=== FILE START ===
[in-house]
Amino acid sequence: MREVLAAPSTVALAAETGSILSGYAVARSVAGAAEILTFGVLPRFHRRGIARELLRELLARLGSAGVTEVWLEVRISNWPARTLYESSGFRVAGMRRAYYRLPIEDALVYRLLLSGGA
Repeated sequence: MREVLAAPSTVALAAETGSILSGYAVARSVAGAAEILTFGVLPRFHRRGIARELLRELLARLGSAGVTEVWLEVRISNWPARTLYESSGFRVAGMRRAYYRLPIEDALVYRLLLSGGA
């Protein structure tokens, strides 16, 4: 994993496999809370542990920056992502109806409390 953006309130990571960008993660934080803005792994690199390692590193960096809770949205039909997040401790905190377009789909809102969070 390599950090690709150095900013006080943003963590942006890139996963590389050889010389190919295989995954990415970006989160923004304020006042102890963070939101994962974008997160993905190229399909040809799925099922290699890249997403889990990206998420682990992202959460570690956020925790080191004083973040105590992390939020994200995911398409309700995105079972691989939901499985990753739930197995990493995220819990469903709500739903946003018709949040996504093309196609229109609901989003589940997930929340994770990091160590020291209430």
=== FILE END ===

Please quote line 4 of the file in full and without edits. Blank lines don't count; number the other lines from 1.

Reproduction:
């Protein structure tokens, strides 16, 4: 994993496999809370542990920056992502109806409390 953006309130990571960008993660934080803005792994690199390692590193960096809770949205039909997040401790905190377009789909809102969070 390599950090690709150095900013006080943003963590942006890139996963590389050889010389190919295989995954990415970006989160923004304020006042102890963070939101994962974008997160993905190229399909040809799925099922290699890249997403889990990206998420682990992202959460570690956020925790080191004083973040105590992390939020994200995911398409309700995105079972691989939901499985990753739930197995990493995220819990469903709500739903946003018709949040996504093309196609229109609901989003589940997930929340994770990091160590020291209430």